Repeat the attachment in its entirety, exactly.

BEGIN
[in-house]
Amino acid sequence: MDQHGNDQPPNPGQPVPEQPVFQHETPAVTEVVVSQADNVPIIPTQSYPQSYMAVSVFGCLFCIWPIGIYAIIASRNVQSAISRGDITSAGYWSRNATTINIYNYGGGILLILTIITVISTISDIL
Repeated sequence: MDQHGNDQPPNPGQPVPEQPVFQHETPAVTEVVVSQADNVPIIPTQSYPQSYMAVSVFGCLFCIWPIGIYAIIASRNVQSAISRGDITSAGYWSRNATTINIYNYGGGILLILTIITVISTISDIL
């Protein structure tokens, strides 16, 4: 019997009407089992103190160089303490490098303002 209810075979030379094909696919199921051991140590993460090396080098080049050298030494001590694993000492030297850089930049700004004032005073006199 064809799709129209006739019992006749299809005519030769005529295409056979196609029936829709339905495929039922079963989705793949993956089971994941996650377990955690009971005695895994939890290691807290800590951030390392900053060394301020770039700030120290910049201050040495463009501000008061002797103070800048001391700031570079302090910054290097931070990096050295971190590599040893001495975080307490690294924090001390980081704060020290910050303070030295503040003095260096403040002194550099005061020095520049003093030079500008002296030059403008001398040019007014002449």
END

[in-house]
Amino acid sequence: MDQHGNDQPPNPGQPVPEQPVFQHETPAVTEVVVSQADNVPIIPTQSYPQSYMAVSVFGCLFCIWPIGIYAIIASRNVQSAISRGDITSAGYWSRNATTINIYNYGGGILLILTIITVISTISDIL
Repeated sequence: MDQHGNDQPPNPGQPVPEQPVFQHETPAVTEVVVSQADNVPIIPTQSYPQSYMAVSVFGCLFCIWPIGIYAIIASRNVQSAISRGDITSAGYWSRNATTINIYNYGGGILLILTIITVISTISDIL
């Protein structure tokens, strides 16, 4: 019997009407089992103190160089303490490098303002 209810075979030379094909696919199921051991140590993460090396080098080049050298030494001590694993000492030297850089930049700004004032005073006199 064809799709129209006739019992006749299809005519030769005529295409056979196609029936829709339905495929039922079963989705793949993956089971994941996650377990955690009971005695895994939890290691807290800590951030390392900053060394301020770039700030120290910049201050040495463009501000008061002797103070800048001391700031570079302090910054290097931070990096050295971190590599040893001495975080307490690294924090001390980081704060020290910050303070030295503040003095260096403040002194550099005061020095520049003093030079500008002296030059403008001398040019007014002449």